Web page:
Anat Kamm, a former IDF soldier who was convicted of leaking classified military documents to a journalist, was released from prison Sunday after being jailed since November 2011.
Earlier this month the Parole Board of Prison Services accepted a request to shorten her 3.5-year sentence. In its ruling, the parole board stated that Kamm would serve a total of two and one-third years and would be granted an early release for good behavior.
As she was leaving Neve Tirtza women’s prison in Ramle Sunday morning, Kamm was greeted by a crowd of activists protesting her release, calling her “a traitor” and urging that she be imprisoned for life, Walla News reported.
Kamm told reporters that she “feels wonderful” and was looking forward to going home.
In 2006, while serving as an assistant in the office of Maj. Gen. Yair Naveh — then commander of Israel’s Central Command — Kamm made copied of thousands of documents from his office.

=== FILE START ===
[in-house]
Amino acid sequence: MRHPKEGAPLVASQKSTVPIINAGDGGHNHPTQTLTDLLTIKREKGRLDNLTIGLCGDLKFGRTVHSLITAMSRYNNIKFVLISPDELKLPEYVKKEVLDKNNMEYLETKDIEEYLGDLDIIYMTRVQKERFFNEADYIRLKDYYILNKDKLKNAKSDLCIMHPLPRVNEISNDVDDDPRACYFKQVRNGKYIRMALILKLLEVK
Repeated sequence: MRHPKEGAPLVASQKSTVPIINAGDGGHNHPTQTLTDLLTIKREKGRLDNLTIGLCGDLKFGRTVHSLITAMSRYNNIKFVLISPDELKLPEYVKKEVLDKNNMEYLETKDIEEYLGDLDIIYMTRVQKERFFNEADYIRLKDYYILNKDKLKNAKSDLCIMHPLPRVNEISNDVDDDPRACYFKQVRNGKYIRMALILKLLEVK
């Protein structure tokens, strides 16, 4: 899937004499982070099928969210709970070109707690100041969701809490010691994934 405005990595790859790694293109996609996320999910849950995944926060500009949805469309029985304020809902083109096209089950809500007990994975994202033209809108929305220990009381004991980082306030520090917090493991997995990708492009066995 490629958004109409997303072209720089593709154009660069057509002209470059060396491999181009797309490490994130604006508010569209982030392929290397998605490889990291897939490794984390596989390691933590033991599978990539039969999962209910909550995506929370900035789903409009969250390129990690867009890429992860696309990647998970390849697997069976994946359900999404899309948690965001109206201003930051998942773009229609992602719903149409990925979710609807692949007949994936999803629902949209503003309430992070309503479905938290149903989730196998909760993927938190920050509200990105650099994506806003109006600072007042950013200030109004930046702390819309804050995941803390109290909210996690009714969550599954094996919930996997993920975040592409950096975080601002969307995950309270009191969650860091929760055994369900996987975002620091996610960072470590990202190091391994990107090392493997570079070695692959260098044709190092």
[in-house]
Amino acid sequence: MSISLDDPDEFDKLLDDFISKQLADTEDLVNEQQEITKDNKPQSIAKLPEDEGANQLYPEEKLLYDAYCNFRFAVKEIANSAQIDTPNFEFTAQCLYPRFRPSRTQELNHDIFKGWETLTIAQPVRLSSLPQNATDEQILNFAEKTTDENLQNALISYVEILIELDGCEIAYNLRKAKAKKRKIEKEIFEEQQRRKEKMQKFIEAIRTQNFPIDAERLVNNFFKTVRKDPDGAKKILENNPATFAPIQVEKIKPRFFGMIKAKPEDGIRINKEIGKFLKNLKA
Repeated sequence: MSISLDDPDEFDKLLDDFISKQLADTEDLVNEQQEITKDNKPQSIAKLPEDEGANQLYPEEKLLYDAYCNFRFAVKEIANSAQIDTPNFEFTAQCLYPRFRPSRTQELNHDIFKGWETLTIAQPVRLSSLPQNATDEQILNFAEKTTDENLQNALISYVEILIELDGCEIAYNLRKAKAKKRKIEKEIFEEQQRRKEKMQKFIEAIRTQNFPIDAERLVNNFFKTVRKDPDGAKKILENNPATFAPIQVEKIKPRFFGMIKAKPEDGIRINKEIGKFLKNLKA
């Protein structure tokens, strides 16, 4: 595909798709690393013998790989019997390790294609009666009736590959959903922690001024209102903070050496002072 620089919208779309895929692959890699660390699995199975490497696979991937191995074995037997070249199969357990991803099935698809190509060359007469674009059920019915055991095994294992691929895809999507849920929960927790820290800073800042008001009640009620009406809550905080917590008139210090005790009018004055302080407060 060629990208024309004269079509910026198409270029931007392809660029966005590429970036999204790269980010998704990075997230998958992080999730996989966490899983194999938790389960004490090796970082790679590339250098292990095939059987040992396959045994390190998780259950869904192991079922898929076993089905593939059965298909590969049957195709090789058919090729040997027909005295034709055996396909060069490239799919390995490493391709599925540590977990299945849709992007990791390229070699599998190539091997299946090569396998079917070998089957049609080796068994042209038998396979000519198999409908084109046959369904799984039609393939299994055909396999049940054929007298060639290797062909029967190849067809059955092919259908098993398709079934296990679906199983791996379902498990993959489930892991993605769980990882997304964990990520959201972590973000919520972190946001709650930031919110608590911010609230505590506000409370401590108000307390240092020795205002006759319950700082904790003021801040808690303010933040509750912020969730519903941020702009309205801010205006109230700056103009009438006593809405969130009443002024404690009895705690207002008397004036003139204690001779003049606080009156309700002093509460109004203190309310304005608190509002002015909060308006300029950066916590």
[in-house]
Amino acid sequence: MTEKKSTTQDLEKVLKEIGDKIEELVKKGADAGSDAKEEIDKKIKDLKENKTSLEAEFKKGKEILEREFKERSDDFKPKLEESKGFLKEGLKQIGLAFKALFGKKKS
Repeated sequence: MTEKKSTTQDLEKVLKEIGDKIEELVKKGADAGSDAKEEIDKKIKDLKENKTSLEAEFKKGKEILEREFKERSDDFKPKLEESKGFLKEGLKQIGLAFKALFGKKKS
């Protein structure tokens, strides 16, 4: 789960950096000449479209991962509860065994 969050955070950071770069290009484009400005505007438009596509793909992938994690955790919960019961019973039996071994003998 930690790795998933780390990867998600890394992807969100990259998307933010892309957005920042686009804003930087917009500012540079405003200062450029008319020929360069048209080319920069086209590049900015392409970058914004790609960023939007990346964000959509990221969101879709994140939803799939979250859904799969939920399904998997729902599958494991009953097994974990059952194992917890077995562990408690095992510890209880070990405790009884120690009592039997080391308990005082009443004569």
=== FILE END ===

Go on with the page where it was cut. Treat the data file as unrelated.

After she was discharged from the army, she passed the information, including details about the military’s program of targeted assassinations, to Haaretz reporter Uri Blau.
In 2008, Blau published details from the documents in a series of articles that led investigators to Kamm’s door, and in 2010 she was arrested and charged with espionage.
In February 2011, Kamm signed a plea bargain that stipulated that she would not be charged with harming national security if she pleaded guilty to leaking state secrets.
In October 2011, she was sentenced to four and a half years in prison and 18 months’ probation. Following an appeal, Kamm’s sentence was later shortened to three and a half years.
Since her conviction, Kamm has expressed regret for her actions.
Kamm’s lawyer Ilan Bombach said on Sunday that she was pursuing legal action against Blau and Haaretz for failing to conceal their source’s identity from investigators.
“It’s a legal struggle over them exposing her as their source,” he told Channel 10 television.
AFP contributed to this report
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